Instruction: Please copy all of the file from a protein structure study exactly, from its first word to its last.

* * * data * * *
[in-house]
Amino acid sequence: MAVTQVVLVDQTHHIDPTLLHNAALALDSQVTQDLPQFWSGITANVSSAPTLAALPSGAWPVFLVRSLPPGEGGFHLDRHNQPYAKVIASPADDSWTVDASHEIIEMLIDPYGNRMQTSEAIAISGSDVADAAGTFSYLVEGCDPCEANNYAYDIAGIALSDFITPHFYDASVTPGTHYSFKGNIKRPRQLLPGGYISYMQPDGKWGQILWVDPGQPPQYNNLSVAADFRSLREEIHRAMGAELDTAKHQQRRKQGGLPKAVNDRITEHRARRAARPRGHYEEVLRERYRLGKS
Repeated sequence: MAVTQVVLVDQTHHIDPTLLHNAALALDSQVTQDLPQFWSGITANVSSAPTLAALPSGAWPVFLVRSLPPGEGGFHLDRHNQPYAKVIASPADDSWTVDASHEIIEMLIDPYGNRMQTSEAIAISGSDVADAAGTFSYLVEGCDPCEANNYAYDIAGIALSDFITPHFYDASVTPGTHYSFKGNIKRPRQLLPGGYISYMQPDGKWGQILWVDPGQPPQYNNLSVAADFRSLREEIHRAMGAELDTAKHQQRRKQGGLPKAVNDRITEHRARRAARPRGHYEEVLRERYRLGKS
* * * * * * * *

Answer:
[in-house]
Amino acid sequence: MAVTQVVLVDQTHHIDPTLLHNAALALDSQVTQDLPQFWSGITANVSSAPTLAALPSGAWPVFLVRSLPPGEGGFHLDRHNQPYAKVIASPADDSWTVDASHEIIEMLIDPYGNRMQTSEAIAISGSDVADAAGTFSYLVEGCDPCEANNYAYDIAGIALSDFITPHFYDASVTPGTHYSFKGNIKRPRQLLPGGYISYMQPDGKWGQILWVDPGQPPQYNNLSVAADFRSLREEIHRAMGAELDTAKHQQRRKQGGLPKAVNDRITEHRARRAARPRGHYEEVLRERYRLGKS
Repeated sequence: MAVTQVVLVDQTHHIDPTLLHNAALALDSQVTQDLPQFWSGITANVSSAPTLAALPSGAWPVFLVRSLPPGEGGFHLDRHNQPYAKVIASPADDSWTVDASHEIIEMLIDPYGNRMQTSEAIAISGSDVADAAGTFSYLVEGCDPCEANNYAYDIAGIALSDFITPHFYDASVTPGTHYSFKGNIKRPRQLLPGGYISYMQPDGKWGQILWVDPGQPPQYNNLSVAADFRSLREEIHRAMGAELDTAKHQQRRKQGGLPKAVNDRITEHRARRAARPRGHYEEVLRERYRLGKS